The loyal heir who's ready to jump in the ring for his boss

Intimidation, threats and cornering are just some of the strategies González has used "The Madrid regional government doesn't move a paperclip without his permission," say sources

Esperanza Aguirre and her right-hand man, Ignacio González, during a ceremony in Móstoles last January.
Esperanza Aguirre and her right-hand man, Ignacio González, during a ceremony in Móstoles last January.CARLOS ROSILLO

He could be called the accidental successor but Ignacio González González always had the right person on his side.

After the Madrid native graduated with a law degree from the Autonomous University, he found himself working as a senior technical advisor for the then-opposition Popular Party (PP) at the age of 24. And since then he has dedicated himself exclusively to his "boss," Esperanza Aguirre.

For half of his lifetime, González, 51, has lived under Aguirre's shadow, and throughout this time he became the right hand -- and the left hand -- of the Madrid Popular Party leader. He was always ready to confront the national leadership when the Aguirre-bashing came from party headquarters on Genova street. They were never able to overthrow him completely because Aguirre was always there, but now that she is gone, he will have to go it alone.

For the time he served her, Aguirre has left him her legacy. With three more years to go until the next regional elections, González will serve as regional premier -- a political gift to heal his egregious past disappointments, as well as to pay off debts still owed to him.

González knows his work by heart; after all, he has been doing it since November 2003, when Aguirre won the regional premiership on her second attempt.

"The Madrid regional government does not move a paperclip or approve any major expenses without Ignacio González's permission. Inside the party he removes and appoints mayors, makes the election slates and decides on a whim what personnel changes should be made. It has always been this way, even when he wasn't PP secretary general," say past and current regional officials.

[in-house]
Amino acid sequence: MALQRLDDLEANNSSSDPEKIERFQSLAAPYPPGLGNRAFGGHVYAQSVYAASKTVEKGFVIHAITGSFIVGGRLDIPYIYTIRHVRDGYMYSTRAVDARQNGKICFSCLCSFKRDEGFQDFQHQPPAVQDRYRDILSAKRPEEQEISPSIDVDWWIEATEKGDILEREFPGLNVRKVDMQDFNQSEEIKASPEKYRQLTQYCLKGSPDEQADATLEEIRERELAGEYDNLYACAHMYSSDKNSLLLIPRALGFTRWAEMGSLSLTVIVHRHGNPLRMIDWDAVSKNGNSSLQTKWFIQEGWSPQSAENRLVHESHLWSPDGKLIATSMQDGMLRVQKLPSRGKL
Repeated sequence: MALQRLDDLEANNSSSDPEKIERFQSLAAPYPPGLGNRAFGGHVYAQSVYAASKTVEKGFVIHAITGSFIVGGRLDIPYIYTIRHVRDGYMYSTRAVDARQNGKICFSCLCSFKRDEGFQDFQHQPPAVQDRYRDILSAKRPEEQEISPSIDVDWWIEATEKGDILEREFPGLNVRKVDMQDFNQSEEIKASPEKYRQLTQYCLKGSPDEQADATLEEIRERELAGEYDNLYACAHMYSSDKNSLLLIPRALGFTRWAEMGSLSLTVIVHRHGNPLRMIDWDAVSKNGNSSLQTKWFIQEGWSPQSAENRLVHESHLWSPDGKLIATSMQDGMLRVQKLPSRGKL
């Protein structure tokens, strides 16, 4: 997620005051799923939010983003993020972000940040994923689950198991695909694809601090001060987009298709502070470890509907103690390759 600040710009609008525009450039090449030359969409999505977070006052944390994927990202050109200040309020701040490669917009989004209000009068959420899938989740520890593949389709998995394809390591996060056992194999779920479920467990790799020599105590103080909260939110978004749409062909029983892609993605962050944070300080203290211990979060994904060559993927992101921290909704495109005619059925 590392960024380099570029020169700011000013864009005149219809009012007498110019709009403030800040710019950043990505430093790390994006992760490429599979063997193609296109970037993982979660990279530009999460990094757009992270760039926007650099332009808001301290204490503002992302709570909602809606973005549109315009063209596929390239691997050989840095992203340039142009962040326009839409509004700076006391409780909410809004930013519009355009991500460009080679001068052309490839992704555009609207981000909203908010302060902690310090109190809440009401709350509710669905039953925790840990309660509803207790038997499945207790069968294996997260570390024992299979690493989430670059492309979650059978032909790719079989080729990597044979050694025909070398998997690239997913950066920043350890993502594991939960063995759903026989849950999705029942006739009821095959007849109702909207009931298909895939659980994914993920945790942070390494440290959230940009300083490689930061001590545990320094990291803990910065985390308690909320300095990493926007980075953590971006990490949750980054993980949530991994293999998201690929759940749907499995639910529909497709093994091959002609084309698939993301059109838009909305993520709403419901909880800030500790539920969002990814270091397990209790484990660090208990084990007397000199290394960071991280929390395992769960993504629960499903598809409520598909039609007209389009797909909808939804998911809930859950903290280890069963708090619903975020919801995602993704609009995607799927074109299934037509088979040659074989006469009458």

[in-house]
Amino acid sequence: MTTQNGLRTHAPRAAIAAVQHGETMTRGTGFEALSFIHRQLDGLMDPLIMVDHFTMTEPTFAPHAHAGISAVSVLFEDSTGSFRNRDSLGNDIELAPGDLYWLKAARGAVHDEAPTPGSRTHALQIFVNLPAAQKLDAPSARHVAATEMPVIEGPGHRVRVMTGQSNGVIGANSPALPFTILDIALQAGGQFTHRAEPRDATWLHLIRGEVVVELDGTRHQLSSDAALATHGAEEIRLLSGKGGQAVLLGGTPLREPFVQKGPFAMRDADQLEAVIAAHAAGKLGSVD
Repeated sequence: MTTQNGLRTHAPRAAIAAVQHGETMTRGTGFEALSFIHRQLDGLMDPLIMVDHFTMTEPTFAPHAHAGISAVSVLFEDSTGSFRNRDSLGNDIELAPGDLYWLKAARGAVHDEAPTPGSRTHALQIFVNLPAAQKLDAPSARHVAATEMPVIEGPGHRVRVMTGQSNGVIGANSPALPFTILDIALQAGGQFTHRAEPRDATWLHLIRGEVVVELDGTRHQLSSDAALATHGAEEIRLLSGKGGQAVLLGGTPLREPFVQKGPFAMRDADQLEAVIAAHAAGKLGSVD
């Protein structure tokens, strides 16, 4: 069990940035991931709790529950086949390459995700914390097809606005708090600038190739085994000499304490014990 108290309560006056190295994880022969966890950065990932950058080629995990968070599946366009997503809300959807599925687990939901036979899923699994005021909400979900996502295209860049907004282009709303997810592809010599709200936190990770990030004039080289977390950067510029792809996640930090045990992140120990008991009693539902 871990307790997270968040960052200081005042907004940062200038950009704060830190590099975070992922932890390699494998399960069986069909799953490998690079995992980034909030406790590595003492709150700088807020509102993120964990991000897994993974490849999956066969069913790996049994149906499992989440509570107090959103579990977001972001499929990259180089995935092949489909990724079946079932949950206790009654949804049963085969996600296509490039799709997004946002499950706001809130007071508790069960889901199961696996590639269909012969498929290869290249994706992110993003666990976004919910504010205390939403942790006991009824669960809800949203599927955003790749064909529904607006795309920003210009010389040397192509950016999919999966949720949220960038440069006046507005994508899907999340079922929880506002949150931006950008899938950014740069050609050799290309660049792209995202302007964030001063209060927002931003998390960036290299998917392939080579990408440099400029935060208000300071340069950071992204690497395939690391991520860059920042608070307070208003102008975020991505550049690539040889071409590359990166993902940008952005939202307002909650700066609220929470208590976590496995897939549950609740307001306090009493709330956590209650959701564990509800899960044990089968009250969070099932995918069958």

The government does not move a paperclip without his permission"

His control is so strict that he once introduced an almost clandestine communications system between counselors through prepaid phones that would expire after 15 days, according to some users of the peculiar procedure.

González is obsessed with finding out who hired a private detective agency to follow him during a trip he made to Cartagena de Indias, Colombia. He used to think that it was a jilted construction tycoon, but now he suspects that the spies came from his own office.

He threatens to take any journalists to court should they try to report anything that questions his integrity. In his game of intimidation, Ignacio González is an "almost invincible gambler," says one former councilor. When, through its former treasurer Álvaro Lapuerta, the national party leadership hinted that the government of Esperanza Aguirre was engaging in espionage practices and opened an internal investigation to find the culprits, González responded with a risky move. PP officials who have knowledge about this savvy maneuver said that González released information to suggest that some national party leaders were allegedly pressuring the Madrid government to award contracts to companies that either sympathized with the PP or were owned by party officials. They got the message back at party headquarters on Genova street: the internal inquiry was dropped. González won that match.